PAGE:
Wednesday, May 30, 2012

Star Musicians Classroom Expectations

During student teaching, I developed these 5 basic classroom expectations:

1. Enter and leave quickly and quietly
2. Show respect to others and the instruments
3. Participate in class activities
4. Raise your hand to speak
5. Follow directions

I wrote them on a poster board and taped them to the wall. I quickly learned that these rules did not mean anything if there were no consequences to accompany the rules. Also, the rules meant nothing to the younger students who could not read. So, I knew I had to revise my discipline system.

 First, I wanted something visually appealing with picture clues to help the young ones understand the rules. Each rule is printed on a 8.5 x 11 sheet of cardstock and laminated. I found a pack of 30 gold die cut stars at the Dollar Store for $1.00! I laminated them and put some magnetic tape on the back. I placed one gold star next to each rule. If the class is not following one of the rules, the magnetic star is taken away. I decided to call it STAR MUSICIANS!

Star Musicians System

On day 1, I try to talk as little as possible and get right into music-making, but you must go over your procedures and expectations. Instead of boring them with a lecture, I pick students to look at each poster and tell the class what they think we should do in music class. The picture clues are especially helpful for the younger students who cannot read yet.

Each class starts with 5 stars, but if anyone is not following one of the rules, the entire class loses a star. At the end of each class, I record how many stars remain on the board. At the end of each month, I would reward one class in each grade that received the most stars. They would become star musicians for the month and get to hang a door hanger plaque on the flag pool outside their classroom door.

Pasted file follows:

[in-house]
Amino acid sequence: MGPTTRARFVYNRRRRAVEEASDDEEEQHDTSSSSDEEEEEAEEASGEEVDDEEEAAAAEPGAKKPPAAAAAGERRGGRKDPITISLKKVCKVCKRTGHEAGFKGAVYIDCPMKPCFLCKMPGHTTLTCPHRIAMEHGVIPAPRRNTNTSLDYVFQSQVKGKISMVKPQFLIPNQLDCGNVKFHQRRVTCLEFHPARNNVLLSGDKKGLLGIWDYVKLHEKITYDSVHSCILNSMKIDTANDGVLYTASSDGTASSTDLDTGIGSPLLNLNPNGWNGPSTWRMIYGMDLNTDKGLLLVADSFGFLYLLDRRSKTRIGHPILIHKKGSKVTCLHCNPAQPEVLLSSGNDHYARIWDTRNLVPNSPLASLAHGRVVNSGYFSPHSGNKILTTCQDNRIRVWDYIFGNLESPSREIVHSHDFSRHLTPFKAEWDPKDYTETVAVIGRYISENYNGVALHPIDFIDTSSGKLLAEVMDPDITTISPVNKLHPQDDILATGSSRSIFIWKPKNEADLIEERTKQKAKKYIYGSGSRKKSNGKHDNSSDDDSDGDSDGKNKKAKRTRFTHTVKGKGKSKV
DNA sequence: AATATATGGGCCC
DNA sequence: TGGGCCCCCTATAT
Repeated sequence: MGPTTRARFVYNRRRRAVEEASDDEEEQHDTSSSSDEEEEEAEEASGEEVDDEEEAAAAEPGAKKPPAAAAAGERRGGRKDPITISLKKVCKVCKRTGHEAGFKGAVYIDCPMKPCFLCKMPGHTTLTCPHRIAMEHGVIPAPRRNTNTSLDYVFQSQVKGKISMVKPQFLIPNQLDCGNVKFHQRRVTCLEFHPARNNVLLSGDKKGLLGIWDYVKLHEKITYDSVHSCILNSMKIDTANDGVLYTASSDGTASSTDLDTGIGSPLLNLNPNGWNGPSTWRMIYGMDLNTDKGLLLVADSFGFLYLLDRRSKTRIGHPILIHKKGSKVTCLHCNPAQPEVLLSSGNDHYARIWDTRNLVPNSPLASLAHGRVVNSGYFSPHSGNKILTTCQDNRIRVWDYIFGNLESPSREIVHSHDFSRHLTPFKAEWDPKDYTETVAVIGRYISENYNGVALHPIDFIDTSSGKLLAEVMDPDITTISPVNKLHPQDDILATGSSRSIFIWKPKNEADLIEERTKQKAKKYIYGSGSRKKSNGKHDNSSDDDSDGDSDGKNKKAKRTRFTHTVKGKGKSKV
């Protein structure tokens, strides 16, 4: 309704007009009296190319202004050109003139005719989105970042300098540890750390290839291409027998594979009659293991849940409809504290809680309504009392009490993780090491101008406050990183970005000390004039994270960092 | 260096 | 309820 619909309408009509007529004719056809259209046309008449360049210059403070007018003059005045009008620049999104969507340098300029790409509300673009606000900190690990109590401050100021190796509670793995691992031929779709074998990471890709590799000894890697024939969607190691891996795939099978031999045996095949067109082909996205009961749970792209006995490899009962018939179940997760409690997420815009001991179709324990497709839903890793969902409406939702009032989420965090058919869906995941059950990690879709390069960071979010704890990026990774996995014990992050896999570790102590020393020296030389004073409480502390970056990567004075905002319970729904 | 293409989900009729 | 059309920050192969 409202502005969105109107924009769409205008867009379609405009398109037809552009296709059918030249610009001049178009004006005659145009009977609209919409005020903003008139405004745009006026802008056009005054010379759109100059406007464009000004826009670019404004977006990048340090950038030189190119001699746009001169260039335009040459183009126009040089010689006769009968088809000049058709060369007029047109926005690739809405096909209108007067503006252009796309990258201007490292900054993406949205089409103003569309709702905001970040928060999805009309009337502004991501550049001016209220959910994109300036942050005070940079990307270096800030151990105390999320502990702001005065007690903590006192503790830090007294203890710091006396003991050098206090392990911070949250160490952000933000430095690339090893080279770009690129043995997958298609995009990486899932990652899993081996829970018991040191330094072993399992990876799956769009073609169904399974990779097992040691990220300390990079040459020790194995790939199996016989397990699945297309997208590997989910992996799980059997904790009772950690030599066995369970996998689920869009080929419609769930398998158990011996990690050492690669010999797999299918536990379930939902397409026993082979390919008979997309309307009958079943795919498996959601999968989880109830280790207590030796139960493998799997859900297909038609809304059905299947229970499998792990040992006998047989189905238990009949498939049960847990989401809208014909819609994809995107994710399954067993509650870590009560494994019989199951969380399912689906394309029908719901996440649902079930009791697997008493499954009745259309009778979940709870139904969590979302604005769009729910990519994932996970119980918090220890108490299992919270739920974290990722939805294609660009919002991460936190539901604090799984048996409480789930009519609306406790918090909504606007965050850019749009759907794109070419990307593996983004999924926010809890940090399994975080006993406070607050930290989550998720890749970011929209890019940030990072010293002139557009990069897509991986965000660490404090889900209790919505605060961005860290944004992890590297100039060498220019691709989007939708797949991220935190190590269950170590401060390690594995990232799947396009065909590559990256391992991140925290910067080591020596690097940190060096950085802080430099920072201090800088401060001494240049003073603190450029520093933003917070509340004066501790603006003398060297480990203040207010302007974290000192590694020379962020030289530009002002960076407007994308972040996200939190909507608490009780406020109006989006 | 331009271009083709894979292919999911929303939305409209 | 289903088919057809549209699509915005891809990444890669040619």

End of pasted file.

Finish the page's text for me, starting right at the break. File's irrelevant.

Individual Discipline Records

Each student receives a conduct grade for music class in addition to their music grade assessing core content. To keep track of conduct, I make notations in the grade book anytime a student is not following one of the expectations. I mentally number the rules 1-5 in the order they appear hanging on my board. If a student is repeatedly forgetting to raise their hand before speaking, I would mark X4 next to their name for that day. That is a short-hand that tells me they were not following rule number 4. If there is a major violation (such as hitting another student or cursing at the teacher, I make a special note on the bottom of the page in the white space). This way, I have an accurate record for each student. It makes it easy to do report cards each quarter and it also protects me if a parent questions the grade their child received. 

Communicating With Classroom Teachers

In this picture, you can see the rules next to the magnetic stars. To the left of my classroom rules you will see a rainbow chart for our school-wide discipline system. This system was newly-established this year. As a special area teacher, I LOVE having the entire school on the same discipline system. Also, this system is both positive and negative. Each student has a clothespin and starts the day on green (Ready To Learn). Throughout the day as they make good choices or bad choices, they may clip up or clip down. I love the fact that they can clip up! Often a student would come to me for music class in a defiant mood and wouldn't even try to behave for me because they were already on red or didn't have any more sticks to pull. With this system, no matter what choices you make, you always have a chance to redeem yourself with good choices. We do have a rule that in special areas they can only clip up or down one time.